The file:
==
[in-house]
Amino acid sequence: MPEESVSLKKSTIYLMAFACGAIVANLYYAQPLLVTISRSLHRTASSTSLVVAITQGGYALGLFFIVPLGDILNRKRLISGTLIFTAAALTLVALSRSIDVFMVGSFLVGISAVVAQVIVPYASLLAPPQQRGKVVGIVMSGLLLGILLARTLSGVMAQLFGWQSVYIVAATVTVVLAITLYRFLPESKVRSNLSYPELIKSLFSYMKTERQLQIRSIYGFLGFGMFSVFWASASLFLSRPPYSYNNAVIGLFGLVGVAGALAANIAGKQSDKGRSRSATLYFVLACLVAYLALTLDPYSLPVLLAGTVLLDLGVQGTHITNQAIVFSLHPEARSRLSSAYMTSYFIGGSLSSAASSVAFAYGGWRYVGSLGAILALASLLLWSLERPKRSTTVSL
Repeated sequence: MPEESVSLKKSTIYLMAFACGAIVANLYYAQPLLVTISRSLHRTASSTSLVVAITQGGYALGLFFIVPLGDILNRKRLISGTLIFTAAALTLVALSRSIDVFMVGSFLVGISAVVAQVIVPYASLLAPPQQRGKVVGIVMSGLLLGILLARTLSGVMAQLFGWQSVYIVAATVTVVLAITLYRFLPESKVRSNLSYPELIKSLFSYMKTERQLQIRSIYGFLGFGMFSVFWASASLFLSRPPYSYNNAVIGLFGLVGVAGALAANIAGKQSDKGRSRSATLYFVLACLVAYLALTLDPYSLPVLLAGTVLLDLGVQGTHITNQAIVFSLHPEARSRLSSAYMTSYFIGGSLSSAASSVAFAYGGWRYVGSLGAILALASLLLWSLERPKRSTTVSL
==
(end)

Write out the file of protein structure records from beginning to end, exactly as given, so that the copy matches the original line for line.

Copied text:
[in-house]
Amino acid sequence: MPEESVSLKKSTIYLMAFACGAIVANLYYAQPLLVTISRSLHRTASSTSLVVAITQGGYALGLFFIVPLGDILNRKRLISGTLIFTAAALTLVALSRSIDVFMVGSFLVGISAVVAQVIVPYASLLAPPQQRGKVVGIVMSGLLLGILLARTLSGVMAQLFGWQSVYIVAATVTVVLAITLYRFLPESKVRSNLSYPELIKSLFSYMKTERQLQIRSIYGFLGFGMFSVFWASASLFLSRPPYSYNNAVIGLFGLVGVAGALAANIAGKQSDKGRSRSATLYFVLACLVAYLALTLDPYSLPVLLAGTVLLDLGVQGTHITNQAIVFSLHPEARSRLSSAYMTSYFIGGSLSSAASSVAFAYGGWRYVGSLGAILALASLLLWSLERPKRSTTVSL
Repeated sequence: MPEESVSLKKSTIYLMAFACGAIVANLYYAQPLLVTISRSLHRTASSTSLVVAITQGGYALGLFFIVPLGDILNRKRLISGTLIFTAAALTLVALSRSIDVFMVGSFLVGISAVVAQVIVPYASLLAPPQQRGKVVGIVMSGLLLGILLARTLSGVMAQLFGWQSVYIVAATVTVVLAITLYRFLPESKVRSNLSYPELIKSLFSYMKTERQLQIRSIYGFLGFGMFSVFWASASLFLSRPPYSYNNAVIGLFGLVGVAGALAANIAGKQSDKGRSRSATLYFVLACLVAYLALTLDPYSLPVLLAGTVLLDLGVQGTHITNQAIVFSLHPEARSRLSSAYMTSYFIGGSLSSAASSVAFAYGGWRYVGSLGAILALASLLLWSLERPKRSTTVSL